Kristen Ziman — Oct. 2009
Aurora Police Lieutenant Named Featured Alumna
Sugar Grove – One does not have to be an educator in a classroom to be a teacher. Anyone who shares her passion and knowledge anywhere is a teacher, and so Aurora Police Lieutenant Kristen Ziman certainly qualifies. In recognition of her efforts to educate both her colleagues and the general public about police work, and her years of serving and protecting the community, Waubonsee Community College has named Ziman its Featured Alumna for the month of October.
Ziman is one of those lucky people who always knew what they wanted to do with their lives, and the fact that her father, Hans Kjendal-Olsen, served as an Aurora police officer may have helped.
"I have wanted to be a police officer for as long as I had come into consciousness about choosing a profession," Ziman said. "Now that I connect the dots backwards, I realize my father influenced me a great deal…He would bring me to the police department as a young child. I was enamored by the uniforms and squad cars and everything related to police work. I loved how fast-paced the environment appeared to be and that appealed to me."
Ziman chose the fast track to becoming a police officer, starting with Aurora as a cadet just a month after graduating from West Aurora High School in 1991. Like other cadets, Ziman was required to enroll in criminal justice courses at Waubonsee.
"WCC opened my eyes to a new world of learning," she said. "My criminal justice courses rekindled my interest in learning and my grades illustrated this. I was suddenly carrying a high GPA, and it was my experience at Waubonsee that ignited the flame of learning within me."
That flame has continued to burn brightly. After earning an Associate in Applied Science degree in criminal justice from Waubonsee in 1993, Ziman has gone on to earn bachelor's and master's degrees in criminal justice management from Aurora University and Boston University, respectively.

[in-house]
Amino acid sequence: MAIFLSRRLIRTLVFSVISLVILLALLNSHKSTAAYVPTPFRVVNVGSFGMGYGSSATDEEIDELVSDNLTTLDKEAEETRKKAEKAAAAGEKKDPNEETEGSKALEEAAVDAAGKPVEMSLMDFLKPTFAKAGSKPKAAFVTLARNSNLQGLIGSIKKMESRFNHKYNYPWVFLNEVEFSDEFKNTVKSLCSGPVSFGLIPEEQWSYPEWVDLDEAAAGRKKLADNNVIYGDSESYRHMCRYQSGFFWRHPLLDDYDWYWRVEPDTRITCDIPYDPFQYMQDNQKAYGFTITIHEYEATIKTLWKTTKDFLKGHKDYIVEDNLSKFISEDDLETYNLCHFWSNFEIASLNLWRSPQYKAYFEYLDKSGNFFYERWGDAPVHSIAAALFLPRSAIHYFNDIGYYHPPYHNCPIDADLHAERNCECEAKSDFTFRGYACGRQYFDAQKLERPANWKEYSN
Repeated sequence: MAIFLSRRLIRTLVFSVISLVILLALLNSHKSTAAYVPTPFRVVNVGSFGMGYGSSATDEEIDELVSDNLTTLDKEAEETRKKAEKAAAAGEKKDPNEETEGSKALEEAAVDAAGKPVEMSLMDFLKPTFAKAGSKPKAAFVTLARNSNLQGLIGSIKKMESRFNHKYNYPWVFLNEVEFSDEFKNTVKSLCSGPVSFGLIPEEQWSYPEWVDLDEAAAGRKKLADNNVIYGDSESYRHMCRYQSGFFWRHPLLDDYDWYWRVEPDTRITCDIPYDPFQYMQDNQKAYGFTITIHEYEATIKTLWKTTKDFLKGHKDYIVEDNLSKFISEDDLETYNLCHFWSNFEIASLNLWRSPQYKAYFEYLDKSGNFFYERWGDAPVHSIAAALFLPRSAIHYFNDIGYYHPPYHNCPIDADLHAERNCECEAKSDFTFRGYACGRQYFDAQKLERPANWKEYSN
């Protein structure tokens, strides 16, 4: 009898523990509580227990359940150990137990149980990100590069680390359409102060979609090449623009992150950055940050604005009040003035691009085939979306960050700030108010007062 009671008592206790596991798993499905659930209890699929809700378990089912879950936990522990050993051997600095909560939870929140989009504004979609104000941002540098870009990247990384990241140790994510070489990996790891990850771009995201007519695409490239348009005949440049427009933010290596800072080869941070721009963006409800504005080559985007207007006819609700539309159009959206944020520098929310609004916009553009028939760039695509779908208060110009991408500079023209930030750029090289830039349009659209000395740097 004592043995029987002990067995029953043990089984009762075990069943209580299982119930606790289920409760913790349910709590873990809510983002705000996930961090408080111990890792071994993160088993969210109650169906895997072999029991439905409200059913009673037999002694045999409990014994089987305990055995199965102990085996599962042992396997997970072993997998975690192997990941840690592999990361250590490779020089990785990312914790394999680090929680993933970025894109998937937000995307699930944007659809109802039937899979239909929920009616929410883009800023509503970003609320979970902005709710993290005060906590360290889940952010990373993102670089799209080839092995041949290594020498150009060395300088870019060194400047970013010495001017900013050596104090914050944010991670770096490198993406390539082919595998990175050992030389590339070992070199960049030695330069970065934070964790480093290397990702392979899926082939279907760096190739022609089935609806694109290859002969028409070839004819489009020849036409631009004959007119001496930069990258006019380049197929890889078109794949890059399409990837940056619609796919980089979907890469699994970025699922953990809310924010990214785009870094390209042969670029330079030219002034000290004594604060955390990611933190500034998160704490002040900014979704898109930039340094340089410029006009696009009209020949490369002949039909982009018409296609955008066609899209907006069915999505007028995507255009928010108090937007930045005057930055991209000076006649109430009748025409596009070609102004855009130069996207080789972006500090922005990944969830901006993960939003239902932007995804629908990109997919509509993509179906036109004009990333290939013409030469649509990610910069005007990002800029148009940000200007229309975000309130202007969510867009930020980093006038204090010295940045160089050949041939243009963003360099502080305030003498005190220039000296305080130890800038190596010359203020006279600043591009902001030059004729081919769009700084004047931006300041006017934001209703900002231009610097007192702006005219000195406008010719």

Ziman has also spent time teaching, becoming a field training officer (FTO) early in her career, then spending five years as an FTO Sergeant.
"I became a field training officer because I wanted to contribute to the shaping and development of new officers," Ziman said. "I am the product of the knowledge and expertise of my field training officers, and their tutelage has allowed me to grow and develop my own style. We don't train police officers to create them in our own image. Rather, we give them the tools to do the job using their own skills and their own personality."
Ziman now uses her skills to shape the entire Field Training Program as its coordinator. It's a duty she takes very seriously.
"I often hear that our police department Field Training Program has a reputation for being very challenging," she said. "Nothing pleases me more. I take pride in the fact that our standards are very high. They have to be. The citizens of Aurora deserve competent and professional police officers, and it is our duty to provide them."
Ziman also feels it is her duty to provide information to the public about the realities of police work, the department's goals, and other important crime prevention and safety topics. Her pen has been her mightiest weapon in this mission as she writes a monthly column for the Beacon News."
Many citizens do not have interactions with the police unless it is for something negative," Ziman explains. "I have been blessed with the opportunity to use my column as a way of opening up the dialogue between the public and the police. Citizens need to see that our mission isn't solely to catch them doing something wrong…My column is a venue to give the public a perspective that they wouldn't otherwise have. I've learned that people criticize what they don't understand. Taking the time to explain why we do the things we do has proved to bridge the gap."
Ziman bridged the gender gap in 2008 when she became the first female police lieutenant in Aurora's history. In naming her to the rank, Chief of Police Greg Thomas said, "Lieutenant Ziman embodies the knowledge, professionalism and leadership abilities synonomous with the future of the Aurora Police Department."
Ziman may be making the future brighter for other women considering careers in criminal justice.
"My reaching the rank of lieutenant means that I have just created a vision for another female police officer who may not have considered it possible," Ziman said. "If I represent possibility to female patrol officers, I humbly accept that role."
Ziman has some words of advice for anyone who takes on the role of a police officer, no matter their gender.
"Those who are considering this profession need to know that it is not a job — it is a higher calling," Ziman said. "Choosing to be a police officer means you choose to accept the responsibility that comes when you place that badge over your heart…Despite [the] sacrifices, there is no other profession as noble as policing, and each positive impact you make, whether it be a community contact or putting a criminal behind bars, will serve to remind you why you answered the higher call."